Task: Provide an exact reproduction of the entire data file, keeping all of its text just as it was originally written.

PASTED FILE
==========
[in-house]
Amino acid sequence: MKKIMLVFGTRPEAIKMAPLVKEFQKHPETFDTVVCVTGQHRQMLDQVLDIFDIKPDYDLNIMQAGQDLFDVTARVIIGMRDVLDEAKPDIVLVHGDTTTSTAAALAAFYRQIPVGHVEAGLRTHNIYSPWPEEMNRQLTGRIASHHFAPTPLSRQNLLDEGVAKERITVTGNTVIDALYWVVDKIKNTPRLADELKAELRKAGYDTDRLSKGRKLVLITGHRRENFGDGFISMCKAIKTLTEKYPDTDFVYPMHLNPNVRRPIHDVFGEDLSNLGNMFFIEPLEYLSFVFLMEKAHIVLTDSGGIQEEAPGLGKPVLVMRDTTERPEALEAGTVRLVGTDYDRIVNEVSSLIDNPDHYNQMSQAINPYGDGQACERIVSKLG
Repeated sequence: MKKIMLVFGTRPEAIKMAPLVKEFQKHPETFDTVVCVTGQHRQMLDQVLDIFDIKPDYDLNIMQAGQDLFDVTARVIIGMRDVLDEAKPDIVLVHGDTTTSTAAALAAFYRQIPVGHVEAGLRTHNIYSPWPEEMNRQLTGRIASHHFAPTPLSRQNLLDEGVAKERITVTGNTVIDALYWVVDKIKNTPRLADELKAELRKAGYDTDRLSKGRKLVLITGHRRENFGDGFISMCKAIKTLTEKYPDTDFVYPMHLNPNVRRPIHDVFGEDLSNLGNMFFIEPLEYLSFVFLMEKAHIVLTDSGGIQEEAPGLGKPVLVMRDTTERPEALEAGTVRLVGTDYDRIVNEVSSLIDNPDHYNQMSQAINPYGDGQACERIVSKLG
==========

[in-house]
Amino acid sequence: MKKIMLVFGTRPEAIKMAPLVKEFQKHPETFDTVVCVTGQHRQMLDQVLDIFDIKPDYDLNIMQAGQDLFDVTARVIIGMRDVLDEAKPDIVLVHGDTTTSTAAALAAFYRQIPVGHVEAGLRTHNIYSPWPEEMNRQLTGRIASHHFAPTPLSRQNLLDEGVAKERITVTGNTVIDALYWVVDKIKNTPRLADELKAELRKAGYDTDRLSKGRKLVLITGHRRENFGDGFISMCKAIKTLTEKYPDTDFVYPMHLNPNVRRPIHDVFGEDLSNLGNMFFIEPLEYLSFVFLMEKAHIVLTDSGGIQEEAPGLGKPVLVMRDTTERPEALEAGTVRLVGTDYDRIVNEVSSLIDNPDHYNQMSQAINPYGDGQACERIVSKLG
Repeated sequence: MKKIMLVFGTRPEAIKMAPLVKEFQKHPETFDTVVCVTGQHRQMLDQVLDIFDIKPDYDLNIMQAGQDLFDVTARVIIGMRDVLDEAKPDIVLVHGDTTTSTAAALAAFYRQIPVGHVEAGLRTHNIYSPWPEEMNRQLTGRIASHHFAPTPLSRQNLLDEGVAKERITVTGNTVIDALYWVVDKIKNTPRLADELKAELRKAGYDTDRLSKGRKLVLITGHRRENFGDGFISMCKAIKTLTEKYPDTDFVYPMHLNPNVRRPIHDVFGEDLSNLGNMFFIEPLEYLSFVFLMEKAHIVLTDSGGIQEEAPGLGKPVLVMRDTTERPEALEAGTVRLVGTDYDRIVNEVSSLIDNPDHYNQMSQAINPYGDGQACERIVSKLG